Comptometer Model C

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This key-driven non-printing adding machine has ten columns of black and white color-coded keys. Complementary digits are indicated and the keys are alternately concave (odd digits) and flat (even digits). The key stems become progressively longer as the digits are larger. There are subtraction levers and decimal markers (unnumbered) in front of the keys. In front of these is a row of 11 windows in the brown steel case that reveals the result on numeral wheels below.
The machine has serial number 36372, which is indicated on the front to the left of the keys. It is marked on a metal tag screwed to the top of the machine: TRADE COMPTOMETER MARK (/) PAT’D [. . .] JUL.14.03 (/) Felt & Tarrant Mfg. Co. (/) Chicago. The date listed is the last of several patent dates on this tag.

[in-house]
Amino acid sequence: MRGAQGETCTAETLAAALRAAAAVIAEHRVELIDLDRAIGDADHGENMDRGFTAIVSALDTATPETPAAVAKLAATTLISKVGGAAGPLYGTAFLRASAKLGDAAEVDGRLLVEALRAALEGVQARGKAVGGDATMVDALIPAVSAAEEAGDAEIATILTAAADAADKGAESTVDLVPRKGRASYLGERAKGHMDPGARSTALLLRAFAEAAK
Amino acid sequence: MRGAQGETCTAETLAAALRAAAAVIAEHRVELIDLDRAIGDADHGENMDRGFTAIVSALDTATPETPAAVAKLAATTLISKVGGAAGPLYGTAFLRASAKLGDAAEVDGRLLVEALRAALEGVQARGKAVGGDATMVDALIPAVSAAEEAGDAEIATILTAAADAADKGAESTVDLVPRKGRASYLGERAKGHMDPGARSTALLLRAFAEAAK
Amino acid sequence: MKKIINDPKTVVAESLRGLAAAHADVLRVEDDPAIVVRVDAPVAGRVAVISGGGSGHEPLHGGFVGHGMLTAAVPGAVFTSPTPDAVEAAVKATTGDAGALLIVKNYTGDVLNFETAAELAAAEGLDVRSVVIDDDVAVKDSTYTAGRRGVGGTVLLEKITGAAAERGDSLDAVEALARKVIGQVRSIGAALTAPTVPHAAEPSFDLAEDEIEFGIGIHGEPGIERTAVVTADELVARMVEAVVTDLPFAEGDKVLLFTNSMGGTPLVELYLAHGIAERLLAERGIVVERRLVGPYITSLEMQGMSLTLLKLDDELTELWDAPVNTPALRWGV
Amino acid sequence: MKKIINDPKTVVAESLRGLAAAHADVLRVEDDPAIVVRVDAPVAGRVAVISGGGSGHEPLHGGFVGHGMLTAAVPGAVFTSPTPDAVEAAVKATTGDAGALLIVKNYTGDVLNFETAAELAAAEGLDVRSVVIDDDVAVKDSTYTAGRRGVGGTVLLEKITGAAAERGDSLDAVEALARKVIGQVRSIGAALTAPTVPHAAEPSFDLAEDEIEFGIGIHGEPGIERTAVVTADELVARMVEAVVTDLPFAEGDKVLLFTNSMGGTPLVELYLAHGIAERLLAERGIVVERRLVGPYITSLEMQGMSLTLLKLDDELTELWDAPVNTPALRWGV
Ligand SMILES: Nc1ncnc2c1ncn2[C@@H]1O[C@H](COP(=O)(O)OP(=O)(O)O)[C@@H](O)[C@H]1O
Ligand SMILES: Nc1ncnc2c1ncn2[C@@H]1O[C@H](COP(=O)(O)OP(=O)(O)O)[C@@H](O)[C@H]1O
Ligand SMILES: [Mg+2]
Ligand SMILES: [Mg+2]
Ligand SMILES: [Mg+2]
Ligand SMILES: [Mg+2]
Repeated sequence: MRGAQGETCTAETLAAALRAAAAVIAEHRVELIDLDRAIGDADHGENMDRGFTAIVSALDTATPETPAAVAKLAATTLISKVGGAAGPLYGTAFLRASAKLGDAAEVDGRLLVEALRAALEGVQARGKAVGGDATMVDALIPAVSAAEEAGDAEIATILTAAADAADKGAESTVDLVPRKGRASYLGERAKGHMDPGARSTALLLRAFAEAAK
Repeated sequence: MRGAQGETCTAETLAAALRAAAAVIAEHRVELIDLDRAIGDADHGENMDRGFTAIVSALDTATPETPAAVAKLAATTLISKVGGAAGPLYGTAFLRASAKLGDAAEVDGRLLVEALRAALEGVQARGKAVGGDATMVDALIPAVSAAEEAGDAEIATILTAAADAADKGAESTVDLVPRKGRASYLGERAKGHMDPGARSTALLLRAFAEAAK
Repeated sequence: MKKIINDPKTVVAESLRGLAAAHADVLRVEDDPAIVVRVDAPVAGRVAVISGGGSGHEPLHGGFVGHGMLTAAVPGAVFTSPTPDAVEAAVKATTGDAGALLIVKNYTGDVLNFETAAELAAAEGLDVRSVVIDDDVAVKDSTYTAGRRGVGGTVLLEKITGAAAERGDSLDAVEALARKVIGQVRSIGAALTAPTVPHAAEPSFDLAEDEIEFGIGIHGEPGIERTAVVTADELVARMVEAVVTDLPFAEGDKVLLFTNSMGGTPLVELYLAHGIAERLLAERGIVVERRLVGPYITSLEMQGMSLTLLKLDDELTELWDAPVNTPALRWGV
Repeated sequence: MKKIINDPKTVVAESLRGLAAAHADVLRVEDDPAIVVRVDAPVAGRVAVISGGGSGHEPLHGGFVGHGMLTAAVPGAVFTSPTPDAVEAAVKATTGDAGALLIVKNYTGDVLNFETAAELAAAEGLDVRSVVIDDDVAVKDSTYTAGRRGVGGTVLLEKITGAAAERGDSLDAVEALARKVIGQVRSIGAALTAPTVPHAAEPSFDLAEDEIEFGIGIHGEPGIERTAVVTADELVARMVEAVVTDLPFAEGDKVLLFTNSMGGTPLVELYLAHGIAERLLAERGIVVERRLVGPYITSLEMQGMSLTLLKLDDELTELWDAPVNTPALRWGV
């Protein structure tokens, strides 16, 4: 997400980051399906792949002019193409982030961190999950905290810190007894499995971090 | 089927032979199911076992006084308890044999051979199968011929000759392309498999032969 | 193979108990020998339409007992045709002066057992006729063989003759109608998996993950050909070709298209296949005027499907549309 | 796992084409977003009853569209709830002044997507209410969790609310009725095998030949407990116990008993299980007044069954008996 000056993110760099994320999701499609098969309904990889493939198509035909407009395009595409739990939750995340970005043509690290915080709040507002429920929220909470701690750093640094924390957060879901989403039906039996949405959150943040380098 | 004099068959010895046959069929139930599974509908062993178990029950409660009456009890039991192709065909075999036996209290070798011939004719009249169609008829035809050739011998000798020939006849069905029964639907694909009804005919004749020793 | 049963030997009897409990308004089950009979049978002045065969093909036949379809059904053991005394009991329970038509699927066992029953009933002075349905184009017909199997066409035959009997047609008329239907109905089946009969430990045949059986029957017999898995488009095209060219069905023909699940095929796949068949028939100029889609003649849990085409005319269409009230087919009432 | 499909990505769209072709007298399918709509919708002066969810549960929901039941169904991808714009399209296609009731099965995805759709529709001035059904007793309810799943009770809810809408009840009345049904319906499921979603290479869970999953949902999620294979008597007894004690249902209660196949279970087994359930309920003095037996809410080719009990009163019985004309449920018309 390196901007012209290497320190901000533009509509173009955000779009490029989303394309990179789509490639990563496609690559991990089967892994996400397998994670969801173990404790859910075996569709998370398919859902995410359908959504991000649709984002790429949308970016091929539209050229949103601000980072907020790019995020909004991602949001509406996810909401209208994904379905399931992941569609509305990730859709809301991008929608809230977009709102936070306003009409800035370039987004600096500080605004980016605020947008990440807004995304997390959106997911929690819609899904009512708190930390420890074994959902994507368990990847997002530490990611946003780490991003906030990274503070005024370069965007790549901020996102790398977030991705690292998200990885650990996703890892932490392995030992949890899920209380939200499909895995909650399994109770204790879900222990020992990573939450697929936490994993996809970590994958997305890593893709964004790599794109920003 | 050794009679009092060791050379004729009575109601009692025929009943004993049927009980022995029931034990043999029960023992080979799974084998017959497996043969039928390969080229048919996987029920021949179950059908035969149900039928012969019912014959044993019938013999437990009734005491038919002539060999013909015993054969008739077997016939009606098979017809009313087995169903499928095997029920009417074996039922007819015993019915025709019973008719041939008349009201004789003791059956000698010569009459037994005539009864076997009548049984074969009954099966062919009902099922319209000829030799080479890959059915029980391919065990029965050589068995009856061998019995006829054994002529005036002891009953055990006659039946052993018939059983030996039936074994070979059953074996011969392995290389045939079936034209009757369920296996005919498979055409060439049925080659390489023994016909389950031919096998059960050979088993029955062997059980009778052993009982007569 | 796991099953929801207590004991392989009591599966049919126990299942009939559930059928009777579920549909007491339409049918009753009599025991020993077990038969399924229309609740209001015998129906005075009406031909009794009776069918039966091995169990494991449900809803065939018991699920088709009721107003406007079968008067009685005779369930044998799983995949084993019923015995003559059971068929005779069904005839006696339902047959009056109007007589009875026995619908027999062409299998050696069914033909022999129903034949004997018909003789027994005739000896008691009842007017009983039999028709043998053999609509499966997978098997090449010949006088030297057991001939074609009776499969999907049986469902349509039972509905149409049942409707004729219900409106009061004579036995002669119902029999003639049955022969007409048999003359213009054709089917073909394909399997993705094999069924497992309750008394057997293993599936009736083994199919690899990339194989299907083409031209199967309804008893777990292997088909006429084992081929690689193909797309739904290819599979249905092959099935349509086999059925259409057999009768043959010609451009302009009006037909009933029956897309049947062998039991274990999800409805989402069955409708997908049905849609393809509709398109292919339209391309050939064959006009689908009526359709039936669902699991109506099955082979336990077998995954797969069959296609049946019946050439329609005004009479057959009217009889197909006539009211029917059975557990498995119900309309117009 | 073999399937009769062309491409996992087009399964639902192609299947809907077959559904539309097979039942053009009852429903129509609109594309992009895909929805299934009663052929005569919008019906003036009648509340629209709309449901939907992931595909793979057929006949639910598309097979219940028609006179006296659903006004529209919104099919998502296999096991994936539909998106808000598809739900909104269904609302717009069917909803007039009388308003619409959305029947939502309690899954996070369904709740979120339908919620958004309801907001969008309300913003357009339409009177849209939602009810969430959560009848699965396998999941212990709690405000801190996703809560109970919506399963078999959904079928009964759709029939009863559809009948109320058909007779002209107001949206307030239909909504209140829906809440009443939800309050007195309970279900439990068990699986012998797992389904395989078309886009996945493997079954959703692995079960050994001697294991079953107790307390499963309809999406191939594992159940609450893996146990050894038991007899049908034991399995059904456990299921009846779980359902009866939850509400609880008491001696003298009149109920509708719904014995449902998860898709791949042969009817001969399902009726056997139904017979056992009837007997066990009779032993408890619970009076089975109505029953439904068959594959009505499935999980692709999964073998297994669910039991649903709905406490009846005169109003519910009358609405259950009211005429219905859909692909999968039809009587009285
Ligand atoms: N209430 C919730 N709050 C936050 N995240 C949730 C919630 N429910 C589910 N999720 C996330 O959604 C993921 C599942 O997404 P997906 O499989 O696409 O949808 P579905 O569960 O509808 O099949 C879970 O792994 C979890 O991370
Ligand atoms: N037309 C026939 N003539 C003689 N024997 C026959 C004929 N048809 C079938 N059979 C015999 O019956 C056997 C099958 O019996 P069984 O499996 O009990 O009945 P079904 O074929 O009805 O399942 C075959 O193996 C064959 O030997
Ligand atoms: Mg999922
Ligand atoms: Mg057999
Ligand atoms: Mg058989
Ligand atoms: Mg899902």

The model C Comptometer went on the market in 1909. This example was first used at a commercial bank in Westfield, Massachusetts. In about 1950, it was given to Harry Rapp, on of the bank directors, as a relic. He in turn gave it to Judith Lowell in about 1965. She put it to use in the office of her husband, the physician Milton Lowell of Potsdam, New York, even though the Lowells already had a more recent printing machine. Not long after Dr. Lowell retired in 1984, the couple gave the Comptometer to the Smithsonian.
U.S. Patent #960528
J. H. McCarthy, The American Digest of Business Machines, Chicago: American Exchange Service, 1924, p. 548.
Accession File.
Currently not on view
date made
Felt & Tarrant Manufacturing Company
place made
United States: Illinois, Chicago
Physical Description
steel (overall material)
plastic (overall material)
overall: 14.5 cm x 27.5 cm x 37 cm; 5 23/32 in x 10 13/16 in x 14 9/16 in
ID Number
catalog number
maker number
accession number
Credit Line
Gift of Milton and Judith Lowell
See more items in
Medicine and Science: Mathematics
Science & Mathematics
Adding Machines
Data Source
National Museum of American History


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